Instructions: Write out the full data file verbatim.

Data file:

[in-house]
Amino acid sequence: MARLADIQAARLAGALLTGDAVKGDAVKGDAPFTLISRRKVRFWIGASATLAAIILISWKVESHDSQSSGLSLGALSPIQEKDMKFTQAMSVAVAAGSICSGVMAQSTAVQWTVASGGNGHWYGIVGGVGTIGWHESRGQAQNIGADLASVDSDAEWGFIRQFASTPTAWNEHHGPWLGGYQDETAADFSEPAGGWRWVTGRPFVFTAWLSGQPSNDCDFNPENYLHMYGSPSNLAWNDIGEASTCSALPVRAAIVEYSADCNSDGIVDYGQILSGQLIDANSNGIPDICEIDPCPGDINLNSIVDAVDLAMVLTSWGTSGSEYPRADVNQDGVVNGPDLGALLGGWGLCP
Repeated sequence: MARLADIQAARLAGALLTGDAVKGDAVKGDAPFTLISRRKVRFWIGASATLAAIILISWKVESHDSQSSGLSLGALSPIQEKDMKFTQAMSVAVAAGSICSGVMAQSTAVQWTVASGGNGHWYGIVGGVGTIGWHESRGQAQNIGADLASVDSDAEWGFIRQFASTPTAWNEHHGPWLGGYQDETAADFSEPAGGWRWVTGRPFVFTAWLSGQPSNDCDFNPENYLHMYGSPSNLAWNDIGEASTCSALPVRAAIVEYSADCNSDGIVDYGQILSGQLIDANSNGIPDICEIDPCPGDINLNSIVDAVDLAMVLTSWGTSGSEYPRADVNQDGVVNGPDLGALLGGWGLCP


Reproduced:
[in-house]
Amino acid sequence: MARLADIQAARLAGALLTGDAVKGDAVKGDAPFTLISRRKVRFWIGASATLAAIILISWKVESHDSQSSGLSLGALSPIQEKDMKFTQAMSVAVAAGSICSGVMAQSTAVQWTVASGGNGHWYGIVGGVGTIGWHESRGQAQNIGADLASVDSDAEWGFIRQFASTPTAWNEHHGPWLGGYQDETAADFSEPAGGWRWVTGRPFVFTAWLSGQPSNDCDFNPENYLHMYGSPSNLAWNDIGEASTCSALPVRAAIVEYSADCNSDGIVDYGQILSGQLIDANSNGIPDICEIDPCPGDINLNSIVDAVDLAMVLTSWGTSGSEYPRADVNQDGVVNGPDLGALLGGWGLCP
Repeated sequence: MARLADIQAARLAGALLTGDAVKGDAVKGDAPFTLISRRKVRFWIGASATLAAIILISWKVESHDSQSSGLSLGALSPIQEKDMKFTQAMSVAVAAGSICSGVMAQSTAVQWTVASGGNGHWYGIVGGVGTIGWHESRGQAQNIGADLASVDSDAEWGFIRQFASTPTAWNEHHGPWLGGYQDETAADFSEPAGGWRWVTGRPFVFTAWLSGQPSNDCDFNPENYLHMYGSPSNLAWNDIGEASTCSALPVRAAIVEYSADCNSDGIVDYGQILSGQLIDANSNGIPDICEIDPCPGDINLNSIVDAVDLAMVLTSWGTSGSEYPRADVNQDGVVNGPDLGALLGGWGLCP